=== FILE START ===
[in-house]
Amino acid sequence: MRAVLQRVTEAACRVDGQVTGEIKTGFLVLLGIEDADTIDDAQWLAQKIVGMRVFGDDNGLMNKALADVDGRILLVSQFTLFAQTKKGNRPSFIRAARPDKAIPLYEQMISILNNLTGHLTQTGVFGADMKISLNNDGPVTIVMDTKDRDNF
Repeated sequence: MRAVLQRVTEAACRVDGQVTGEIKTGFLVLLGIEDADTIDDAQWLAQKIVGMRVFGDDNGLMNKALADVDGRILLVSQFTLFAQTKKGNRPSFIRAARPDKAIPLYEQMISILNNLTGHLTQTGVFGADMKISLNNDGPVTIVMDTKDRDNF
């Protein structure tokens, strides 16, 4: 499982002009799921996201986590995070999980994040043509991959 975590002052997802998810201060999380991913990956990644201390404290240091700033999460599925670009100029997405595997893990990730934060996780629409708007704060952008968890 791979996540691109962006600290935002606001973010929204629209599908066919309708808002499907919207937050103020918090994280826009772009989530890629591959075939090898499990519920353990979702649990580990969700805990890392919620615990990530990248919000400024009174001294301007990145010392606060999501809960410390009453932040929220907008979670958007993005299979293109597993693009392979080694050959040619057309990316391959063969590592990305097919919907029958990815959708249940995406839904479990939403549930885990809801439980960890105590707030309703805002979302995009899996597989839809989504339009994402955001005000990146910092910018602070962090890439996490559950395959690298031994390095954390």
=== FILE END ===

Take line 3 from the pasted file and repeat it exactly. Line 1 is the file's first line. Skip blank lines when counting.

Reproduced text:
Repeated sequence: MRAVLQRVTEAACRVDGQVTGEIKTGFLVLLGIEDADTIDDAQWLAQKIVGMRVFGDDNGLMNKALADVDGRILLVSQFTLFAQTKKGNRPSFIRAARPDKAIPLYEQMISILNNLTGHLTQTGVFGADMKISLNNDGPVTIVMDTKDRDNF